8. Reduction Plans
Section 188 of CEPA 1999 creates a new authority for the Minister of the Environment. The Minister may require an exporter or class of exporters of hazardous waste or prescribed non-hazardous waste for final disposal to submit and implement a plan "for the purpose of reducing or phasing out" those exports. Once such a requirement is imposed, the Minister may refuse to issue an export permit if the plan is not submitted or implemented.
Section 191(g) of CEPA 1999 authorizes the Government to develop regulations respecting these plans, "taking into account: i) the benefit of using the nearest appropriate facility, and ii) changes in the quantity of goods the production of which generates hazardous waste to be disposed of by an exporter or class of exporters."
Environment Canada explained that it proposes to use the Section 188 authority in a manner consistent with the overall emphasis on pollution prevention under CEPA 1999. In most cases, therefore, it will require waste reduction planning where it perceives an opportunity to promote pollution prevention.
The new regulations will support the implementation of this new authority by including provisions modeled on the pollution prevention planning provisions in Part 4 of CEPA 1999. These provisions will clarify the Minister's authority to require waste reduction plans, including the obligation to meet deadlines and submit various declarations of progress. They also will confirm the Minister's authority to specify the levels of export reduction to be achieved.
In addition, Environment Canada proposed that the new regulations require that all notices for exports for final disposal include a certification from the exporter that it has examined options for waste minimization and recycling. This requirement would be very similar to the requirement in Division 3 of Part 7 of CEPA 1999 that all applicants for an ocean disposal permit "demonstrate that appropriate consideration has been given" to the waste management hierarchy, and that states that a permit shall be refused "if opportunities exist to re-use, recycle or treat the waste - without undue risks to human health or the environment or disproportionate costs."11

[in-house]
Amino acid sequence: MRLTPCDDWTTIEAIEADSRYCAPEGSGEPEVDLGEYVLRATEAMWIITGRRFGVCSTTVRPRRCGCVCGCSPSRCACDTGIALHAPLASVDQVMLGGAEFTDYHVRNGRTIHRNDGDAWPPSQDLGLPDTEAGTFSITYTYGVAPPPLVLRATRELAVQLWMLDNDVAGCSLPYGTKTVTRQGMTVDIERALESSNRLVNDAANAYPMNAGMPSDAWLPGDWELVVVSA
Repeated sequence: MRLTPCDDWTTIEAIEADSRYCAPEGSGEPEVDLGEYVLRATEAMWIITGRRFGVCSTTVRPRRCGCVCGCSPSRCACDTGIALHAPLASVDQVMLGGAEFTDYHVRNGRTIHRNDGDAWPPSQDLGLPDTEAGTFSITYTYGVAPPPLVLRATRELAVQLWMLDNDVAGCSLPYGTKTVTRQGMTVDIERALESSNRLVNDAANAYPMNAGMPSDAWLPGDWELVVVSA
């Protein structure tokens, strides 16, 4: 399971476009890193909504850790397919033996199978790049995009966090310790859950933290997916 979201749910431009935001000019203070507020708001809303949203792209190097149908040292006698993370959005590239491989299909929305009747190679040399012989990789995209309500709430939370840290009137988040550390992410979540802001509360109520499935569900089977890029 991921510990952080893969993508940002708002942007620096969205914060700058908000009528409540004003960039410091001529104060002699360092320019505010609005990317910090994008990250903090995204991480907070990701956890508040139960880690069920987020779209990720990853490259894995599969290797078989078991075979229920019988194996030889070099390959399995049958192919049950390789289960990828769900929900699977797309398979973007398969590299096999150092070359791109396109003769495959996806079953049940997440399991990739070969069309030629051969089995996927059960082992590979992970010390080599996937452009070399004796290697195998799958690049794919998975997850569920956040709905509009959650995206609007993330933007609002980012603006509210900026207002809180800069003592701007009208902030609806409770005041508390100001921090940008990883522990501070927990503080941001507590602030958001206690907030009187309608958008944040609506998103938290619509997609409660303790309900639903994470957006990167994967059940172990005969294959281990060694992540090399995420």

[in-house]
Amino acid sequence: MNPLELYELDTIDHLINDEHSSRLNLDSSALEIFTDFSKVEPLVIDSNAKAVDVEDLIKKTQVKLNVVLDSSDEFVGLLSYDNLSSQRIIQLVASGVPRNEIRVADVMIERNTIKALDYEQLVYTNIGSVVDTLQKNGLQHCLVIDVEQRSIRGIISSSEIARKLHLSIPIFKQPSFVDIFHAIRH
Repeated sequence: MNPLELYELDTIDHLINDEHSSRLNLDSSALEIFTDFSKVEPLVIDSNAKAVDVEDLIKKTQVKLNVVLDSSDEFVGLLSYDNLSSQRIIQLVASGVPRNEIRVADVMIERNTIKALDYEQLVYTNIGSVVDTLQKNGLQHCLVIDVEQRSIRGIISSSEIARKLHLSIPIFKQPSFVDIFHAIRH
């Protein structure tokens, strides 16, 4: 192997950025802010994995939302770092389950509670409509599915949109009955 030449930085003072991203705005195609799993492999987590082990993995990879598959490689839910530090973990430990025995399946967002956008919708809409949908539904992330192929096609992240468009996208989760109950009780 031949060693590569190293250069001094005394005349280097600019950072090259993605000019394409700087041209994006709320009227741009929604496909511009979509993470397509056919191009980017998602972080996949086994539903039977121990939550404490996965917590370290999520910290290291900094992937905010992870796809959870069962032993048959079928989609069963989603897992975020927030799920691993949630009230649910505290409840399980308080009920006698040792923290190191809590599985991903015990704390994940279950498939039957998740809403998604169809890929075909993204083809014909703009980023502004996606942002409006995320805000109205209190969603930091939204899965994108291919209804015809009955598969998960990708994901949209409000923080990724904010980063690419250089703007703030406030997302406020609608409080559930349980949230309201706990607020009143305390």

As particular environmental concerns arise, Environment Canada may request additional information from the exporter or require a reduction plan under Section 188.
The Department noted that it will be important to ensure that the definition of "exporter" applicable to this section of the regulations encompasses the original generator. This will be necessary to allow the Minister to require the original generator of the waste as well as the waste management company notifying as the exporter to prepare the waste reduction plan.
Participants provided the following reactions to the proposed approach to implementing these provisions:
- An ENGO representative argued that Environment Canada should apply waste reduction planning requirements to exports and imports of hazardous wastes and recyclable materials. Hazardous recyclable materials contain hazardous waste residues that should be subject to these provisions, and there should be equal treatment and protection on imports and exports for trade reasons.
- It was suggested by one stakeholder that, because of the failure to fully consider pollution prevention and source reduction options, the proposed waste reduction requirements under EIHWR are inconsistent with Basel commitments and CEPA amendments.
- Stakeholders suggested that waste generated during the production process, and waste generated after the use of a product, should be subject to different control mechanisms. As an example, extended producer responsibility tools should target post-consumer waste, whereas waste reduction planning should focus on production facilities.
- Provincial representatives and ENGOs expressed doubt over the ability of these requirements to impact behaviour. Industry would be required to state that they have "considered" alternatives to their existing processes, but without a significant regulatory rationale for withholding permits there would be few incentives for industry to adjust behaviour.
- The regulations may deliver conflicting messages by requiring generators to comply with waste reduction plan requirements, but not ESM requirements.
- Some stakeholders suggested that the waste reduction requirements would increase the overall administrative burden, and would provide only minimal environmental benefits.
- It was suggested that Environment Canada should maintain a database of international best practices with respect to waste reduction methodologies and technologies, and should require generators to adopt these best practices when feasible and practicable.
11 See CEPA 1999, Section 127 and Schedule 6, Paragraphs 5 and 6.
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